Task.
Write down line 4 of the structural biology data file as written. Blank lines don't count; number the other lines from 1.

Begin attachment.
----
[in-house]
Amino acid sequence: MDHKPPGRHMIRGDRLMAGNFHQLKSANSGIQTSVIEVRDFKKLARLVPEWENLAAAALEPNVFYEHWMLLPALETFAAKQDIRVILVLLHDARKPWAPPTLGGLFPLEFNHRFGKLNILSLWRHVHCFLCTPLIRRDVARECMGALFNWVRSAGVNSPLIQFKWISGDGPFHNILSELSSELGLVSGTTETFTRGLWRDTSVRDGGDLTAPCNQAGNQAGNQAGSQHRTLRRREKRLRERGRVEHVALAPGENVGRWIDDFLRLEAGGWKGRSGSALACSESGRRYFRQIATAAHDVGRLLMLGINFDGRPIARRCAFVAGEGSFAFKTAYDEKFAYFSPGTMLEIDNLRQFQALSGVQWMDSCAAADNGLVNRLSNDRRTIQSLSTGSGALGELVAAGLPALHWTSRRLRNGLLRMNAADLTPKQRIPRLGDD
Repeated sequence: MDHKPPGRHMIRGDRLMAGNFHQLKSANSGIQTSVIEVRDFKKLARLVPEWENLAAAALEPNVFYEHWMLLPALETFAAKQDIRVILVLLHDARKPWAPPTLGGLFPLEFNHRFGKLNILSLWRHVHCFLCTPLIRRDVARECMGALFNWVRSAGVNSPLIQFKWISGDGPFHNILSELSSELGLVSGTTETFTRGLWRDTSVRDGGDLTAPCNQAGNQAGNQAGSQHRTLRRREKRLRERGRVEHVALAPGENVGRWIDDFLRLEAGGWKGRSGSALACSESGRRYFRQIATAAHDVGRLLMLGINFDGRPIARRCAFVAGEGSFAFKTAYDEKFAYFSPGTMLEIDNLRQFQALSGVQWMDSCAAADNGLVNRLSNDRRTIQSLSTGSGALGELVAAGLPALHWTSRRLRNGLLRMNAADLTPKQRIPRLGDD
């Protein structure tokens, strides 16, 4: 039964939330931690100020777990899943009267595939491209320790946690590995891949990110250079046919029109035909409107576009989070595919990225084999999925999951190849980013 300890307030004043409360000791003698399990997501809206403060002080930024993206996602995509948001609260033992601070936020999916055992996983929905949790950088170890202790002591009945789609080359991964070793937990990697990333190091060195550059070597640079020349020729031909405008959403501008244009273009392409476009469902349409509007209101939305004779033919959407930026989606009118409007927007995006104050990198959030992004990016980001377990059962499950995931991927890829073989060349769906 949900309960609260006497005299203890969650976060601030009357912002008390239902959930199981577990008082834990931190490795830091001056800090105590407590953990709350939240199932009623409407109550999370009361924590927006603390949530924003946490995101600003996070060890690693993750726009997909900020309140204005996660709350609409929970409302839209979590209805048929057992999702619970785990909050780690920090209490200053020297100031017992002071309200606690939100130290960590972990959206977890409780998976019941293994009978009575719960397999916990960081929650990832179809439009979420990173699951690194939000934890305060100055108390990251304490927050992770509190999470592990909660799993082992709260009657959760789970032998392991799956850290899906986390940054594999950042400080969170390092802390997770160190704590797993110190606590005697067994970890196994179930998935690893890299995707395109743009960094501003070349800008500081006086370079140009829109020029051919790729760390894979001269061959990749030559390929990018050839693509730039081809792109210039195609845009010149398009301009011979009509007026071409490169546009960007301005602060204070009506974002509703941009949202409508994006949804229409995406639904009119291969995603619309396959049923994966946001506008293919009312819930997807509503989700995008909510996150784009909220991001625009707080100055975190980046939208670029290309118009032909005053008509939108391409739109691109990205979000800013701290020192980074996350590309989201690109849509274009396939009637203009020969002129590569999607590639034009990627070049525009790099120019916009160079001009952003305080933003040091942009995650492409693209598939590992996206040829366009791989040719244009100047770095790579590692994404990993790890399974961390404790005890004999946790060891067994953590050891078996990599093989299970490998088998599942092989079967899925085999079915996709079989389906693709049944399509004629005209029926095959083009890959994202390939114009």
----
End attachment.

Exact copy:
């Protein structure tokens, strides 16, 4: 039964939330931690100020777990899943009267595939491209320790946690590995891949990110250079046919029109035909409107576009989070595919990225084999999925999951190849980013 300890307030004043409360000791003698399990997501809206403060002080930024993206996602995509948001609260033992601070936020999916055992996983929905949790950088170890202790002591009945789609080359991964070793937990990697990333190091060195550059070597640079020349020729031909405008959403501008244009273009392409476009469902349409509007209101939305004779033919959407930026989606009118409007927007995006104050990198959030992004990016980001377990059962499950995931991927890829073989060349769906 949900309960609260006497005299203890969650976060601030009357912002008390239902959930199981577990008082834990931190490795830091001056800090105590407590953990709350939240199932009623409407109550999370009361924590927006603390949530924003946490995101600003996070060890690693993750726009997909900020309140204005996660709350609409929970409302839209979590209805048929057992999702619970785990909050780690920090209490200053020297100031017992002071309200606690939100130290960590972990959206977890409780998976019941293994009978009575719960397999916990960081929650990832179809439009979420990173699951690194939000934890305060100055108390990251304490927050992770509190999470592990909660799993082992709260009657959760789970032998392991799956850290899906986390940054594999950042400080969170390092802390997770160190704590797993110190606590005697067994970890196994179930998935690893890299995707395109743009960094501003070349800008500081006086370079140009829109020029051919790729760390894979001269061959990749030559390929990018050839693509730039081809792109210039195609845009010149398009301009011979009509007026071409490169546009960007301005602060204070009506974002509703941009949202409508994006949804229409995406639904009119291969995603619309396959049923994966946001506008293919009312819930997807509503989700995008909510996150784009909220991001625009707080100055975190980046939208670029290309118009032909005053008509939108391409739109691109990205979000800013701290020192980074996350590309989201690109849509274009396939009637203009020969002129590569999607590639034009990627070049525009790099120019916009160079001009952003305080933003040091942009995650492409693209598939590992996206040829366009791989040719244009100047770095790579590692994404990993790890399974961390404790005890004999946790060891067994953590050891078996990599093989299970490998088998599942092989079967899925085999079915996709079989389906693709049944399509004629005209029926095959083009890959994202390939114009």